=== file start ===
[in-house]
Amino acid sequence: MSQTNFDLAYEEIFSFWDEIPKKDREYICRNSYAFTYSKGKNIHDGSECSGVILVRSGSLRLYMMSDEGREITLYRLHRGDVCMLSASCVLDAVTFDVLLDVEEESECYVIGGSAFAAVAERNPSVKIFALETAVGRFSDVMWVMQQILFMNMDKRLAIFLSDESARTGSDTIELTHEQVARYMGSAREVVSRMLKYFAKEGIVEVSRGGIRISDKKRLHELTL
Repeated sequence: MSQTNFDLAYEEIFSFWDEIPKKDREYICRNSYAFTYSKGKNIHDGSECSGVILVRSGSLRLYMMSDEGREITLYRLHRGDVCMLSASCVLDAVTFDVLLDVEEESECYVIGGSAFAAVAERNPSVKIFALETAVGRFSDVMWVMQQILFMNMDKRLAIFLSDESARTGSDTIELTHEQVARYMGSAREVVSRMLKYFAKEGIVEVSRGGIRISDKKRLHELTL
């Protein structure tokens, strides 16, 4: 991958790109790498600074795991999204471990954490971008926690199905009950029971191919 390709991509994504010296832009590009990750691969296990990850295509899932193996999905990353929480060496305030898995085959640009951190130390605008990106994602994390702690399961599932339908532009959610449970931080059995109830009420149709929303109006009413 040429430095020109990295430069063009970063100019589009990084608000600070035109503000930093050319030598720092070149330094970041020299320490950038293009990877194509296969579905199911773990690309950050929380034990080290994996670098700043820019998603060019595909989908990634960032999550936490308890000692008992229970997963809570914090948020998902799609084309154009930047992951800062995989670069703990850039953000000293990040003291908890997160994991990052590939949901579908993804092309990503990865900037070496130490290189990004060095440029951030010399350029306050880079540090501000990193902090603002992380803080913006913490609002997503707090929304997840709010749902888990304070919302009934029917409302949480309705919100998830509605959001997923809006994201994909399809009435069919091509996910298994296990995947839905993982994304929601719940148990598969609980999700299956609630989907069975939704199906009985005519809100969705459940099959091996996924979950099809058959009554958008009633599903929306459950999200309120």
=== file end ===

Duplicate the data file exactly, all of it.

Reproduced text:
[in-house]
Amino acid sequence: MSQTNFDLAYEEIFSFWDEIPKKDREYICRNSYAFTYSKGKNIHDGSECSGVILVRSGSLRLYMMSDEGREITLYRLHRGDVCMLSASCVLDAVTFDVLLDVEEESECYVIGGSAFAAVAERNPSVKIFALETAVGRFSDVMWVMQQILFMNMDKRLAIFLSDESARTGSDTIELTHEQVARYMGSAREVVSRMLKYFAKEGIVEVSRGGIRISDKKRLHELTL
Repeated sequence: MSQTNFDLAYEEIFSFWDEIPKKDREYICRNSYAFTYSKGKNIHDGSECSGVILVRSGSLRLYMMSDEGREITLYRLHRGDVCMLSASCVLDAVTFDVLLDVEEESECYVIGGSAFAAVAERNPSVKIFALETAVGRFSDVMWVMQQILFMNMDKRLAIFLSDESARTGSDTIELTHEQVARYMGSAREVVSRMLKYFAKEGIVEVSRGGIRISDKKRLHELTL
């Protein structure tokens, strides 16, 4: 991958790109790498600074795991999204471990954490971008926690199905009950029971191919 390709991509994504010296832009590009990750691969296990990850295509899932193996999905990353929480060496305030898995085959640009951190130390605008990106994602994390702690399961599932339908532009959610449970931080059995109830009420149709929303109006009413 040429430095020109990295430069063009970063100019589009990084608000600070035109503000930093050319030598720092070149330094970041020299320490950038293009990877194509296969579905199911773990690309950050929380034990080290994996670098700043820019998603060019595909989908990634960032999550936490308890000692008992229970997963809570914090948020998902799609084309154009930047992951800062995989670069703990850039953000000293990040003291908890997160994991990052590939949901579908993804092309990503990865900037070496130490290189990004060095440029951030010399350029306050880079540090501000990193902090603002992380803080913006913490609002997503707090929304997840709010749902888990304070919302009934029917409302949480309705919100998830509605959001997923809006994201994909399809009435069919091509996910298994296990995947839905993982994304929601719940148990598969609980999700299956609630989907069975939704199906009985005519809100969705459940099959091996996924979950099809058959009554958008009633599903929306459950999200309120």